“The very incentives that got industry involved to develop HIV drugs are now working against us,” says Jay Lalezari, MD, the director of clinical research at Quest Clinical Research in San Francisco, who specializes in the study of drugs for people with multiple drug resistance. “But, you know, money is a driver, and you don’t expect these companies to do it for nothing,” he laments.
“It’s getting harder and harder to hit a homerun with a new HIV drug,” says Bob Huff, a longtime HIV treatment activist from San Diego. “The current drugs are very good, and most doctors and patients are fairly satisfied…. The incentive for companies to invest in developing new HIV drugs is not strong right now.”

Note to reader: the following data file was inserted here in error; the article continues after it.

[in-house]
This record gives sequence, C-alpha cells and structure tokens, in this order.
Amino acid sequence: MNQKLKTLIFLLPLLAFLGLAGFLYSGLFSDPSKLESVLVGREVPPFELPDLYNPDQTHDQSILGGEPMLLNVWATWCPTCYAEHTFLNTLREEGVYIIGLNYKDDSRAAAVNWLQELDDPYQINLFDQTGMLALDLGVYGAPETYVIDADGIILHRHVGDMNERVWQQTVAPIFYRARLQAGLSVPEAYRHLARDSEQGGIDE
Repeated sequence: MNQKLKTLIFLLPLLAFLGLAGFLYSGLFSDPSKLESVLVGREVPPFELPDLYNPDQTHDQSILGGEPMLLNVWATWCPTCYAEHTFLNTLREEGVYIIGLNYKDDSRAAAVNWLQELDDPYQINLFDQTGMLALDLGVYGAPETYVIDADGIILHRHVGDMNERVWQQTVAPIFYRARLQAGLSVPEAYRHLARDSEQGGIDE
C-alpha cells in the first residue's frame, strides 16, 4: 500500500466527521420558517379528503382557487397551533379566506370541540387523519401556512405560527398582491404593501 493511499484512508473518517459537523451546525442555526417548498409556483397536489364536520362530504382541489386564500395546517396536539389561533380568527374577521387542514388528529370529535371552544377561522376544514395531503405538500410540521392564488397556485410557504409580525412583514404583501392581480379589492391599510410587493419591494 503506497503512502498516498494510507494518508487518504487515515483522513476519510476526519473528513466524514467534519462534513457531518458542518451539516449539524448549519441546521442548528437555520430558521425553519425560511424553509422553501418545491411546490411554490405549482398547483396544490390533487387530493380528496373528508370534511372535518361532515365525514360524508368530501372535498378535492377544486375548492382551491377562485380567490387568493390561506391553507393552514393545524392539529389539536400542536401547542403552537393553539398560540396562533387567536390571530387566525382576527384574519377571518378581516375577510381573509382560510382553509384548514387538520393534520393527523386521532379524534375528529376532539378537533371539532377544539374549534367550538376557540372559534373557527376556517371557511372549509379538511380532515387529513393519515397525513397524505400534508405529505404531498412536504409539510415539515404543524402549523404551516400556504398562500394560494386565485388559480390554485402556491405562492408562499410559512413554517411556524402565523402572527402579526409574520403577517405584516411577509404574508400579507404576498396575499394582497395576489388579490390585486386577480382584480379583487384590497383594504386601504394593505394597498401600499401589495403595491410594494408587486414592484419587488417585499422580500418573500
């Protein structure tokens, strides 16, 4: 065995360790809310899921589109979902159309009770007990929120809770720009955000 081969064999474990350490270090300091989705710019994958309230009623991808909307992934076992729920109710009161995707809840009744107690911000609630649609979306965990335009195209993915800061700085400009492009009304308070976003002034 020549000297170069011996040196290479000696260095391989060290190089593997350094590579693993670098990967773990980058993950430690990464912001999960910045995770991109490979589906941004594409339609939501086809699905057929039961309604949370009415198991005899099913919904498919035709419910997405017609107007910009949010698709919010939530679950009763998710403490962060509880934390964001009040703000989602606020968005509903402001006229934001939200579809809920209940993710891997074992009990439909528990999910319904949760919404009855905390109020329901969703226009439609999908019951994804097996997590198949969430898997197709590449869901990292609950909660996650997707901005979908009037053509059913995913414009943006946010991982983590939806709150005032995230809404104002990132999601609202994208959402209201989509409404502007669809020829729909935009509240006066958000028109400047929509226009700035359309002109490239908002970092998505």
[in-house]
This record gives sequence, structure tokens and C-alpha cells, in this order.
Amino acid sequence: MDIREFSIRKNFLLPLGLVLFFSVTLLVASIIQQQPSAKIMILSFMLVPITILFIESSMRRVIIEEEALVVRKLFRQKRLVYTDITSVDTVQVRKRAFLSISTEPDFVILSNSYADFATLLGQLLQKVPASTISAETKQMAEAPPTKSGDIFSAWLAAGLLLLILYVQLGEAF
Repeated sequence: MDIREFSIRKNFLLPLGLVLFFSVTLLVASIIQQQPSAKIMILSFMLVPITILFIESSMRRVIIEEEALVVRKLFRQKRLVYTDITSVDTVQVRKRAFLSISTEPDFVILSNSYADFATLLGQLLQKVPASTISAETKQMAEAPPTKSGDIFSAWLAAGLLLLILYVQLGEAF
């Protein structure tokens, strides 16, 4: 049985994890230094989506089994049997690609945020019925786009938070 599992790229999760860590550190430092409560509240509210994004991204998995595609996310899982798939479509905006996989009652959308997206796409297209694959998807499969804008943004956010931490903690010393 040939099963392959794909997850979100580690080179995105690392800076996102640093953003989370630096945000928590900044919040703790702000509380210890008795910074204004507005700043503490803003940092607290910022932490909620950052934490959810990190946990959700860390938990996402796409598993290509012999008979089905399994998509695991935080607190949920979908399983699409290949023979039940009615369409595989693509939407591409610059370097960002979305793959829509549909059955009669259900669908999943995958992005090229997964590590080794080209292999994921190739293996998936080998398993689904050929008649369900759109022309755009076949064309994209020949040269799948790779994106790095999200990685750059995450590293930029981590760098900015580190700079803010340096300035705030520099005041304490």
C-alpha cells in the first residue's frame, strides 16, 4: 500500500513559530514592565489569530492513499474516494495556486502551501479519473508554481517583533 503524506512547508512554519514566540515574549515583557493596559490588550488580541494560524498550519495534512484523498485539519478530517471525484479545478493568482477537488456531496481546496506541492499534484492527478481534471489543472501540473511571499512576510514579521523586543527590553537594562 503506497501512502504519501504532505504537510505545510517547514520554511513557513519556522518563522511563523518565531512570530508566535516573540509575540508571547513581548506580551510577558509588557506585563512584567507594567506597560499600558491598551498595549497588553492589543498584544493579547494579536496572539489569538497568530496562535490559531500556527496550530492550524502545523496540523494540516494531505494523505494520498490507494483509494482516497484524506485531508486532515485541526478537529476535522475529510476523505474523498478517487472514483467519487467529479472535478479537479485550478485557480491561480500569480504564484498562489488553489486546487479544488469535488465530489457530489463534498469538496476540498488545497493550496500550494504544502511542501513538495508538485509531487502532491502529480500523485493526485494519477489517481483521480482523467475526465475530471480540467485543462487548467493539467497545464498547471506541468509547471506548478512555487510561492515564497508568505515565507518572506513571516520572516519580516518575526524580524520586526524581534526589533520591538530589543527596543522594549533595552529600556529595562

“It’s disconcerting,” Sharp agrees. “In terms of practical issues around drug development, we do need to put our heads together and strategize about fixing the things that are broken.”
Sharp is working with Huff and Nelson Vergel, an activist from Houston, to help identify novel ways for people who’ve run out of treatment options to get their hands on multiple experimental agents at one time. The three are also looking at creative ways for companies to get drugs approved that might only benefit treatment-experienced people, a market that is increasingly small and potentially less profitable than ever before.
Sharp, Huff and Vergel express concern about options for people who have already become resistant to current meds. With apricitabine and bevirimat now out of the picture, it only leaves a couple of drugs in an advanced state of development for people with multi-drug-resistant virus. Given the uncertain nature of drug development, however, those drugs could also tank or be delayed, and it could be quite a while before something new is approved.
Sharp is not hopeless, however, and cautions that, “There’s no reason to panic. I definitely don’t think this is the end of the world.”